At the April 24 luncheon she shared copies for Word and Excel versions. The membership data roster contains information about members’ e-mail and home addresses, spouse names, birthdays, anniversaries and the dates each member’s joined the club plus more.
Another great quarter
            Melinda Keberle, club president for the third quarter, shared an interactive report for the club during January, February and March.
            Members were encouraged to add comments for the programs and other events.
            On Jan. 9, leaders from the Lumen School described the program to help teens with their own and prospective babies and infants.  As noted, the club will support the program with two scholarships.
            On Jan. 23, Michelle Fossum detailed club programs and events during the October-December quarter.
            On Jan. 30, Bill Simer updated progress on the donor program and club members talked with Bark staff and toured the facility near our conference room.  In the two years of Bark’s existence, working with the Spokane Humane Society, 1,000 dogs and cats have been adopted.
            On Feb. 6, Kristin Thompson, of Rotary South, talked about her Joshua1-Nine program for literacy in a village in the Dominican Republic.  Colin Prestesater of Spokane-North joined the Joshua board.
            On Feb. 13, Todd Woodard, on the communication staff of the Spokane Airports and club president in 2003-04, discussed the ambitious plans to grow Spokane International Airport and other developments.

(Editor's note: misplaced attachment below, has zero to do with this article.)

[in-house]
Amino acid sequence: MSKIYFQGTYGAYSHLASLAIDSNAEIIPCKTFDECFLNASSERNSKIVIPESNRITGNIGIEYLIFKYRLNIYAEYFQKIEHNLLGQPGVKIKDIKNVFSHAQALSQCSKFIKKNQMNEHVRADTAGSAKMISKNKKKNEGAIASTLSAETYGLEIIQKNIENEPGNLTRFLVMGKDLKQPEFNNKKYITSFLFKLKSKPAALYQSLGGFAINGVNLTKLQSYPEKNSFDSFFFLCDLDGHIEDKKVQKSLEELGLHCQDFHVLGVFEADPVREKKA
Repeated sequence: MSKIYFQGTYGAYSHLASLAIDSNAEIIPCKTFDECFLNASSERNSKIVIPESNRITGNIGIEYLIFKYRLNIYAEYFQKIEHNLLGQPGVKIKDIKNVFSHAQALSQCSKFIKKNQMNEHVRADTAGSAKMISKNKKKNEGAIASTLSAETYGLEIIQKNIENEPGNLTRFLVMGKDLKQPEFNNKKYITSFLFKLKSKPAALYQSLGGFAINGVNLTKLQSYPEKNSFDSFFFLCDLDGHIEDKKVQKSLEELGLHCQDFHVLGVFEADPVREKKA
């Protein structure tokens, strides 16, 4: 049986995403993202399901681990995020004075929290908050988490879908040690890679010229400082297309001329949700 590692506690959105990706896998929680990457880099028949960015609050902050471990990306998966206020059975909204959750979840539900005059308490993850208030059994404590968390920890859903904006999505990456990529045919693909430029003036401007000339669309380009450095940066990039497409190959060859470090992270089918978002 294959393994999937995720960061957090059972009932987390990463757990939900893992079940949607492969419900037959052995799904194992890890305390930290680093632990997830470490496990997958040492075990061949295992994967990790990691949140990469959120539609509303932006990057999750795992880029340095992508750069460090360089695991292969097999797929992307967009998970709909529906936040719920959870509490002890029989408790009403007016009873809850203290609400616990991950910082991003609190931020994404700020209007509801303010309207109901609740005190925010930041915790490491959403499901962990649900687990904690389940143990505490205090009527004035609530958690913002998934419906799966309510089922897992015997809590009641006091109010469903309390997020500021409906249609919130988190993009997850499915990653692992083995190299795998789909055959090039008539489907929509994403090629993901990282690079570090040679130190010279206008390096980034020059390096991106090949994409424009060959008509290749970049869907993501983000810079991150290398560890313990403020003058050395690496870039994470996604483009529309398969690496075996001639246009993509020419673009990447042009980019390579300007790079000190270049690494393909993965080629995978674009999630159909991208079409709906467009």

On Feb. 27, Trena Redmond, of the GU Nursing program, discussed the shortage of nurses and shortage of nurse faculty.
            On March 6 members toured the amazing developments at the Central Library, including the business development lab.  Members toured the spectacular vistas from ceiling-to-floor windows overlooking the falls and the large space for children’s activities. It was noted how the renewed library accommodates homeless clients.  Melinda even bought a piece of art for sale at the library.   
            On March 13, Dr. Francisco Velazquez of the Spokane Health District described the misuse of fentanyl and the lives claimed by the drug.  Sandy Fink said a relative recently declined an anesthetic using fentanyl, but Steve Boharski said in appropriately small doses fentanyl is an excellent drug.  Used properly, Steve said, “Don’t ever be afraid of it.”
            On March 20, Mark Finney of Thrive, described the Ukrainian immigrants who have been lodged at the former hotel at Fourth and Division.
            On March 27, Stephanie Pratt of Seattle, used a zoom program to detail the challenging issues of working with human trafficking statewide and nationally.
            During the third quarter, social gatherings included a baby shower for Colin and Kelsey Prestestater and a retirement party for Brian Hipperson, a club member since 1979 and past-president in 1990-91.  Brian’s dad, Roy, was club president in 1968-69.
            In all, it was an active quarter with powerful programs and delightful gatherings.
Bulletin editors: Chuck Rehberg and Sandy Fink